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Public Has Right to Investigative Reports from Wyoming Prisons

A Wyoming federal district court has held that the public has a right and responsibility to review investigative reports of incidents at the Wyoming Sate Prison (WSP).

The Court's ruling comes in a class action suit initiated by WSP prisoner Brad Skinner, alleging prison officials failed to protect him and other WSP prisoners from unprovoked assaults by other prisoners. In November 2002, the Court found the defendants "had failed to adequately train and supervise their employees, failed to develop an effective internal review process for the reporting of policy violations, and failed to properly discipline employees, leading to risks for inmate safety." See: Skinner v. Uphoff, 234 F.Supp.2d 1208 (D. Wyo. 2002).

The remedied plan required defendants to provide certain documents and information to the Joint Expert and Plaintiffs' counsel. Some information was confidential, leading to a protective order to prevent dissemination of that information. Because problems arose with disclosure of the documents, both parties filed motions to modify the relief.

The first issue involved disclosure of documents, as the redaction process to protect confidential information was not working. Plaintiffs' counsel sought to release non-confidential information to prisoners, as it related to conditions of confinement. Over the Defendants' objection, the Court held prisoners have a right to that information. The Court further held the public has the same right, which "should help to deter substandard performance at the WSP."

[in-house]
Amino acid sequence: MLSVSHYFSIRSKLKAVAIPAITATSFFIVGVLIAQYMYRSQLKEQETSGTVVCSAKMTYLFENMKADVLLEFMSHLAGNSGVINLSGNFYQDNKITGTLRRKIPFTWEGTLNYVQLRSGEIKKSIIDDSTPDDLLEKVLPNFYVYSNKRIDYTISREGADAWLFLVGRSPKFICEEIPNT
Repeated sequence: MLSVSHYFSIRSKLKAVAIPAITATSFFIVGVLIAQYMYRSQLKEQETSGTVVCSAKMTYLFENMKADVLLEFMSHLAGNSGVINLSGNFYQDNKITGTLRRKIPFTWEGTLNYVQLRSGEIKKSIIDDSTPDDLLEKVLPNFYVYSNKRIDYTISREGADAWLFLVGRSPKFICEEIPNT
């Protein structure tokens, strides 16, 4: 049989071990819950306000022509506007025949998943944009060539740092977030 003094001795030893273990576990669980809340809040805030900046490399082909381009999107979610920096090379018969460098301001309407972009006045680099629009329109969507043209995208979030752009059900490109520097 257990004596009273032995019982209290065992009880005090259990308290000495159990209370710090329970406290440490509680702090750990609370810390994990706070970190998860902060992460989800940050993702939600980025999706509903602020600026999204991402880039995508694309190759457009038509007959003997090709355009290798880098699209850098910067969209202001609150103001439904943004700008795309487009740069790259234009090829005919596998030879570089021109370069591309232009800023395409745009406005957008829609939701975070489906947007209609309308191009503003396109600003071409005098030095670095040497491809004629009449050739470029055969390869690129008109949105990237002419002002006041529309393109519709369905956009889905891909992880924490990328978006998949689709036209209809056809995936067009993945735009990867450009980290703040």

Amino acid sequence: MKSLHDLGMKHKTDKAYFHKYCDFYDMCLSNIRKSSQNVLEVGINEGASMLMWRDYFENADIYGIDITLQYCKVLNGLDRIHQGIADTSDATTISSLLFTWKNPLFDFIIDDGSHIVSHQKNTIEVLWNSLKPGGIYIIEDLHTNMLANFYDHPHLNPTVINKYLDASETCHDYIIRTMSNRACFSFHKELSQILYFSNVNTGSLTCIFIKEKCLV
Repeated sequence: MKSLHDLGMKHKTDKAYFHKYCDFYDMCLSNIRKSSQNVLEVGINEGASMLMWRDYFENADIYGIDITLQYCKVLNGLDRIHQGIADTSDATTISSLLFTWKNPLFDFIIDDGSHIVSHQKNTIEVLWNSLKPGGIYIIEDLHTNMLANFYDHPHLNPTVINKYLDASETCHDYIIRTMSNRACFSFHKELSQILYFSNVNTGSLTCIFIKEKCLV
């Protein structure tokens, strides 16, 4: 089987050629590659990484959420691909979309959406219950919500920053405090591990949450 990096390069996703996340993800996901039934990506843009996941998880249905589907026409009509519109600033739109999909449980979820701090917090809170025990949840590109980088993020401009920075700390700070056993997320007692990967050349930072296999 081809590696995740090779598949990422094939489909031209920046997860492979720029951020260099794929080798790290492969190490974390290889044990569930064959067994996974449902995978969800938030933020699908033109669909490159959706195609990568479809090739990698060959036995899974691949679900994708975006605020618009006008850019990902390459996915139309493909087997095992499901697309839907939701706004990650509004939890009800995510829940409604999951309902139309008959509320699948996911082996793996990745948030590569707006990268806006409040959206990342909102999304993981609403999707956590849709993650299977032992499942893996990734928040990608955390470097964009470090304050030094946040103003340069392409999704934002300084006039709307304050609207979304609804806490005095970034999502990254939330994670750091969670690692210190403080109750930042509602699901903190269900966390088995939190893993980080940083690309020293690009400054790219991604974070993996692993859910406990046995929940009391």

But the Court also held that state and federal law clearly prevents the publication of materials relating to medical records, personnel records and criminal history records. Accordingly, the Defendants were ordered to redact all confidential and privileged information, or any information, under the reasonable person standard, that would identify prisoners who have cooperated, are cooperating or will cooperate with prison officials. The defendants were admonished not to "redact information simply because it reflects negatively upon the WDOC or the WSP."

Plaintiffs' counsel was ordered to return any documents they possess to Defendants for proper redaction, and should they find any documents provided in the future with information that is confidential or privileged they are to return it to the Defendants for redaction before dissemination.

The Defendants also sought to extend the time periods to complete investigations. The Court stated that "each additional day requested by Defendants to complete the investigation process increases the risk of injury to the inmates at WSP."

The one area the Court found necessitated more time to complete because of its complexity was referring incidents to outside investigators. The Court, therefore, allowed the Defendants to amend their policies to allow an extra 14 days on investigations referred to outside investigators, but denied permission to lengthen other types of investigations beyond the then-allowed 30-day limit.

The Court entered an order to the above effect. See: Skinner v. Uphoff, USDC WY, Case No. 02-CV-033-B (Sept. 27, 2005), 2005 WL 4089333.

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Related legal case

Skinner v. Uphoff